Although the big play got UW a first down inside the 15, the UW defense – thanks to the first team cheering them on – forced Zach Brown out at the 10, a high throw from Budmayr that sailed over Rob Korslin and a ‘sack' from Antony Mains. Budmayr did make a throw after the ‘sack' in the direction of Brown, who appeared the scoop the ball just after it nicked the turf. The debate between the offense and defense whether it was a touchdown is probably still being debated.
7-on-7 skelly drills
Budmayr had some good throws, including a tight spiral to Gilreath that snuck between four defenders, but was the victim twice of Conor O'Neill, who proved that you can take the person from the linebacker but you can't take the linebacker out of the person.
On a pass play in the flat to Bradie Ewing, O'Neill popped Ewing as soon as he turned up field, causing a fumble which he fell on. On the next play, O'Neill dropped into coverage and jumped a Budmayr pass intended for Abbrederis for an interception.
Phillips was also a mixed bag. He finished 4-f-5 but overthrew a wide open Jeff Duckworth in the middle of the field. To his credit, Phillips bounced back quickly to connect with Duckworth despite tight coverage.
On the Road Back
In his spring press conference, Bielema mentioned several players who would not participate in spring practices due to a variety of injuries. While they are not taking part in the reps, many of them are still contributing or conditioning on the field.
Center Peter Konz took snaps during the 7-on-7 drills to sharpen his footwork, offensive lineman Gabe Carimi exercised by doing a shuttle drill, defensive lineman Brendan Kelly worked on his running back John Clay alternating from jogging, watching and doming some light cutting on his left ankle.
Secondary Mic'ed Up
You don't need to put a microphone on secondary coach Chris Ash to know what he's saying to his players. Ash is always talking to the secondary members about something important and making sure the group develops good habits. When Brinkley made a catch during interception drills and started jogging to the middle of the field, Ash stopped him immediately and made him run toward the sideline.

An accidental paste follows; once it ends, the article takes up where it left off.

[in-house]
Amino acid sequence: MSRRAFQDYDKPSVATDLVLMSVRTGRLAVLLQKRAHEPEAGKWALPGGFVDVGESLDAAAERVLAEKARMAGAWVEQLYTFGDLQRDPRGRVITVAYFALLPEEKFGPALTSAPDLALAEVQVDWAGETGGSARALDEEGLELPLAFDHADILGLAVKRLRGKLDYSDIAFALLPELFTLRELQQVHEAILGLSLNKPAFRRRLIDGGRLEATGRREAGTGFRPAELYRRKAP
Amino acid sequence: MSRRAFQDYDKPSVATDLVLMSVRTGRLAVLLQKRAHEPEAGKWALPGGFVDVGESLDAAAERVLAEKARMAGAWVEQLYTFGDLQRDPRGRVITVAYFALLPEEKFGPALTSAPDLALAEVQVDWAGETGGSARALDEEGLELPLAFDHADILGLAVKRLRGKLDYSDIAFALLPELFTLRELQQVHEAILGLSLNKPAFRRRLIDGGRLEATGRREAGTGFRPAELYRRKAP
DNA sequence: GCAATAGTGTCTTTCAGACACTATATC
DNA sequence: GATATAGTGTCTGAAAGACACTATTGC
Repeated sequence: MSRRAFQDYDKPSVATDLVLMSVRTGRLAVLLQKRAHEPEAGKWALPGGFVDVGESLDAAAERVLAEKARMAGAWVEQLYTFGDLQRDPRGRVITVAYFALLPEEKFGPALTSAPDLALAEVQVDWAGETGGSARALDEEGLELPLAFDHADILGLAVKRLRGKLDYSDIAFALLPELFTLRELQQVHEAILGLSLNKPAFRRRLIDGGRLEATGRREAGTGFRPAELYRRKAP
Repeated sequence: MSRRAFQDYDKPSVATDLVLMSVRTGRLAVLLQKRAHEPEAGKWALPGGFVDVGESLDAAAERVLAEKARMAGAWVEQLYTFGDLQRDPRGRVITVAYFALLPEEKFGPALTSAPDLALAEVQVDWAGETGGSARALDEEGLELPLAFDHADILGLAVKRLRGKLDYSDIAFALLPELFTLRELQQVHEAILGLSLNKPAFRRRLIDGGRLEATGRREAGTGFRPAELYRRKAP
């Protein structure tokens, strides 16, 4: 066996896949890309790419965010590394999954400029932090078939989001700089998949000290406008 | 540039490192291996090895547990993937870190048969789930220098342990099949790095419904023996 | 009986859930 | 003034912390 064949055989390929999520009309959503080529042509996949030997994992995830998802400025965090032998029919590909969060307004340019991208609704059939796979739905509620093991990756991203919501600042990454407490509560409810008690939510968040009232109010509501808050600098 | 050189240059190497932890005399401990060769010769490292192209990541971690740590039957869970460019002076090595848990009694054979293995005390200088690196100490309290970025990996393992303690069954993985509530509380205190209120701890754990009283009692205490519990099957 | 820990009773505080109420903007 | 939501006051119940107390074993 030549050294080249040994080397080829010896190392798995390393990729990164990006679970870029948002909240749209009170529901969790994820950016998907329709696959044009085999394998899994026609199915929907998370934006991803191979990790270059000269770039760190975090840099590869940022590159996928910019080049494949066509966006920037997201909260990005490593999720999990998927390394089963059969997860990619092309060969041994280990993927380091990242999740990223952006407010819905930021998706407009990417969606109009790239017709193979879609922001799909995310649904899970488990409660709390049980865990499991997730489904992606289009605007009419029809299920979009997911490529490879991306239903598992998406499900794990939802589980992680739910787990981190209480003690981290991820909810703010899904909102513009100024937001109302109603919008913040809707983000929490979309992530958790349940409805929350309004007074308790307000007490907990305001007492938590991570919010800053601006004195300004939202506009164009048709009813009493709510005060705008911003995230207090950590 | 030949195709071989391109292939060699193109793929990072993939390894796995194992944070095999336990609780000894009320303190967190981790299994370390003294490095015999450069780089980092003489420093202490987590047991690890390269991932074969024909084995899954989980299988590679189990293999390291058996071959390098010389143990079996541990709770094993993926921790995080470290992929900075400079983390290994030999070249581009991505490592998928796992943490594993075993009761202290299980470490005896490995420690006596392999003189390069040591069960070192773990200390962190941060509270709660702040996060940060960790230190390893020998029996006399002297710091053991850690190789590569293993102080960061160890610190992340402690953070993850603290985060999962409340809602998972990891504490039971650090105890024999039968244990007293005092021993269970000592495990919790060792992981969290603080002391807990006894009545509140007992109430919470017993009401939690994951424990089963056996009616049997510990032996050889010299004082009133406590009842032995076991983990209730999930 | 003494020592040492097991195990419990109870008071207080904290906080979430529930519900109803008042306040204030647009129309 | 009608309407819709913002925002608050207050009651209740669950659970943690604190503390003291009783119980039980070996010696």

"We intercept, we want to go score," he yelled. "Practice good habits."
Ash also spent time with redshirt cornerback Dezmen Southward, helping the raw former St. Thomas Aquinas athlete focus on his man first, then look for the ball. Southward is an impressive athletic specimen, as his leaping ability shows that he was a good basketball player.
Backing up the Twit
With the loss of both starting defensive tackles last season, there was rumor that due to his versatility, junior lineman J.J. Watt would be moved from the outside (where he had 44 tackles, 15.5 tackles for loss and 4.5 sacks) to the inside to help fill the void. Watt silenced those doubts by posting on his Twitter page that he'll be staying at defensive end.
He showed why he's staying there on Tuesday. During run-stopping drills, Watt was consistently gaining pressure into the backfield. Although he only made the ‘tackle' on a handful of occasions, Watt's presence forced the running backs into the waiting arms of Jordan Kohout and Patrick Butrym.
After a day of meetings tomorrow, Wisconsin returns to the practice field for spring practice number four on Thursday at 4:45 p.m.